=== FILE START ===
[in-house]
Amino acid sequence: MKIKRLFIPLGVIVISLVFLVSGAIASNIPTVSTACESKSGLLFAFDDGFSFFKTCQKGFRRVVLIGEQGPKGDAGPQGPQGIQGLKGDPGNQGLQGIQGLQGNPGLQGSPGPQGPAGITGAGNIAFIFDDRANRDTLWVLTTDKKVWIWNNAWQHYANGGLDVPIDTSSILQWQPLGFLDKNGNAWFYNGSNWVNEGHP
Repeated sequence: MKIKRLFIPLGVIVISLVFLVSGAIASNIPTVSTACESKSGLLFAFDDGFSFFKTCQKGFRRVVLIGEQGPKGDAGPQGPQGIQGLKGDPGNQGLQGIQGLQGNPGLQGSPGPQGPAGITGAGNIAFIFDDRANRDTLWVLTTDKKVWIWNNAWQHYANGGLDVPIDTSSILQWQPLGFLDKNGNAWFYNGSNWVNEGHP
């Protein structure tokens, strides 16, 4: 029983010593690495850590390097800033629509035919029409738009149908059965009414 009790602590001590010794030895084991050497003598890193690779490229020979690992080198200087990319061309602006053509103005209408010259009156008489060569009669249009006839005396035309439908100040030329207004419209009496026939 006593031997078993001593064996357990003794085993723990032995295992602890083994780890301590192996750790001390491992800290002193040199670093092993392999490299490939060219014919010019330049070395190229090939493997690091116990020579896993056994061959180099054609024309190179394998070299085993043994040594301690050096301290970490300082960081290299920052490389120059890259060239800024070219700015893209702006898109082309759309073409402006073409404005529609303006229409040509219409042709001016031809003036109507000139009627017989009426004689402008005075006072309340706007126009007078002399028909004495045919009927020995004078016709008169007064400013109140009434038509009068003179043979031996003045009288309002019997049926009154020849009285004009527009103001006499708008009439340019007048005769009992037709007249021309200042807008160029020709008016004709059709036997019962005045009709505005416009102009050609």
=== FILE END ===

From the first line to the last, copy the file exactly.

[in-house]
Amino acid sequence: MKIKRLFIPLGVIVISLVFLVSGAIASNIPTVSTACESKSGLLFAFDDGFSFFKTCQKGFRRVVLIGEQGPKGDAGPQGPQGIQGLKGDPGNQGLQGIQGLQGNPGLQGSPGPQGPAGITGAGNIAFIFDDRANRDTLWVLTTDKKVWIWNNAWQHYANGGLDVPIDTSSILQWQPLGFLDKNGNAWFYNGSNWVNEGHP
Repeated sequence: MKIKRLFIPLGVIVISLVFLVSGAIASNIPTVSTACESKSGLLFAFDDGFSFFKTCQKGFRRVVLIGEQGPKGDAGPQGPQGIQGLKGDPGNQGLQGIQGLQGNPGLQGSPGPQGPAGITGAGNIAFIFDDRANRDTLWVLTTDKKVWIWNNAWQHYANGGLDVPIDTSSILQWQPLGFLDKNGNAWFYNGSNWVNEGHP
């Protein structure tokens, strides 16, 4: 029983010593690495850590390097800033629509035919029409738009149908059965009414 009790602590001590010794030895084991050497003598890193690779490229020979690992080198200087990319061309602006053509103005209408010259009156008489060569009669249009006839005396035309439908100040030329207004419209009496026939 006593031997078993001593064996357990003794085993723990032995295992602890083994780890301590192996750790001390491992800290002193040199670093092993392999490299490939060219014919010019330049070395190229090939493997690091116990020579896993056994061959180099054609024309190179394998070299085993043994040594301690050096301290970490300082960081290299920052490389120059890259060239800024070219700015893209702006898109082309759309073409402006073409404005529609303006229409040509219409042709001016031809003036109507000139009627017989009426004689402008005075006072309340706007126009007078002399028909004495045919009927020995004078016709008169007064400013109140009434038509009068003179043979031996003045009288309002019997049926009154020849009285004009527009103001006499708008009439340019007048005769009992037709007249021309200042807008160029020709008016004709059709036997019962005045009709505005416009102009050609």